Senator Legarda introduced her own bill, SB 2759, on March 29, 2011 to ban plastic bags.
"Now that the House of Representatives has passed on third and final reading their version of the bill banning non-biodegradable plastic bags, I call on my colleagues in the Senate to speed up work on the bill that I filed, Senate Bill 2759 or the Total Plastic Bag Ban Act of 2011," Legarda said.
The two bills are similar in that both bills propose to phase out the use of non-biodegradable plastic bags by supermarkets, department stores, groceries, convenience stores, food chains, restaurants, sari-sari stores and other commercial establishments.
"Plastic bags end up as litter as it makes its way to landfills, drainages and bodies of water, like Pasig River and Manila Bay, and take decades to decompose, damaging marine life. This issue of pollution is further aggravated by natural hazards, which have become unpredictable due to climate change," said Legarda.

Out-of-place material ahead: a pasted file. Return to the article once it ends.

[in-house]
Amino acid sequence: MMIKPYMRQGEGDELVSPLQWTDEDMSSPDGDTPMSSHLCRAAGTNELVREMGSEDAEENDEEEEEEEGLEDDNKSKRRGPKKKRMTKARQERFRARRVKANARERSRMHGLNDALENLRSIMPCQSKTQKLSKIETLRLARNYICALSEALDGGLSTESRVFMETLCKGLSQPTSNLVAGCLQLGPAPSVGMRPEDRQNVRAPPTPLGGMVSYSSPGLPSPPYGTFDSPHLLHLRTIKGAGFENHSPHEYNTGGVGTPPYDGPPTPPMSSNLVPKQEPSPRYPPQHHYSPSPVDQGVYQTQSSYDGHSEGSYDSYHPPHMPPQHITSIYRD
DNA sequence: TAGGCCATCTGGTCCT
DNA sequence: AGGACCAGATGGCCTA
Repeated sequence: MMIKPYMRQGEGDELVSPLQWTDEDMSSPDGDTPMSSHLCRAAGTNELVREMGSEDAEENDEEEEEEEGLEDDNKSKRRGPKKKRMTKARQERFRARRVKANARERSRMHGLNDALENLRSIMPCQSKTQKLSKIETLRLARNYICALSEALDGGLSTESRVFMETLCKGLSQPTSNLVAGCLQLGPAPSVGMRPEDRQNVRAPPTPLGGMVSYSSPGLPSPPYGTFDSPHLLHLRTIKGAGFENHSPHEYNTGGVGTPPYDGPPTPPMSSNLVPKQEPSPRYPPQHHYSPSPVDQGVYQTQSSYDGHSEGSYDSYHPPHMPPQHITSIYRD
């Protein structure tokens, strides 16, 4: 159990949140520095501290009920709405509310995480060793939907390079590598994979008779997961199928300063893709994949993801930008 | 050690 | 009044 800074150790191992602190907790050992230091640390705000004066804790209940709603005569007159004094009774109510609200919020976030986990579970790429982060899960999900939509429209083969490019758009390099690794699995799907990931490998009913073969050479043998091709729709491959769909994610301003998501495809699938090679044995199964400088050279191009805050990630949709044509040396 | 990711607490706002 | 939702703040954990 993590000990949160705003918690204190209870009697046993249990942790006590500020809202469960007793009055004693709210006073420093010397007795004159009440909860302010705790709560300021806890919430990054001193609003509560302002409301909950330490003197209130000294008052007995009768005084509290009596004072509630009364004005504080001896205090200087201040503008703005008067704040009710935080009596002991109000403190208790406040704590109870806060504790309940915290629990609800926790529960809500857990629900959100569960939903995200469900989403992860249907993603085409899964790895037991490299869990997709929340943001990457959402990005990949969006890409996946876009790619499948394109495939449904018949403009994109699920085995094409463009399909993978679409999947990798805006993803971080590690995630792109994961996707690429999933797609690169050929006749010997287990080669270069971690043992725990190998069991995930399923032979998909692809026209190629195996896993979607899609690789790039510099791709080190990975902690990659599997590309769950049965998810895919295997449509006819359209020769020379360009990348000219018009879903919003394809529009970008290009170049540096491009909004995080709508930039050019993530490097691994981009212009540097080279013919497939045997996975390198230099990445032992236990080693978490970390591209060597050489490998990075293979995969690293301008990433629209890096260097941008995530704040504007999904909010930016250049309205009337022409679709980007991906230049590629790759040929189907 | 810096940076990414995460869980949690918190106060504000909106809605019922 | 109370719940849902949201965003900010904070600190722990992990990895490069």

"For instance, Typhoon Ondoy in 2009 clearly showed that plastic bags severely worsened the flooding in Metro Manila and made post-cleanup very difficult," she added.
It is obvious that the Philippines could easily become a plastic bag free country if the Senate and the House of Representatives work together.
Photo: Credit: Eugene Alvin Villar, via Wikipedia.org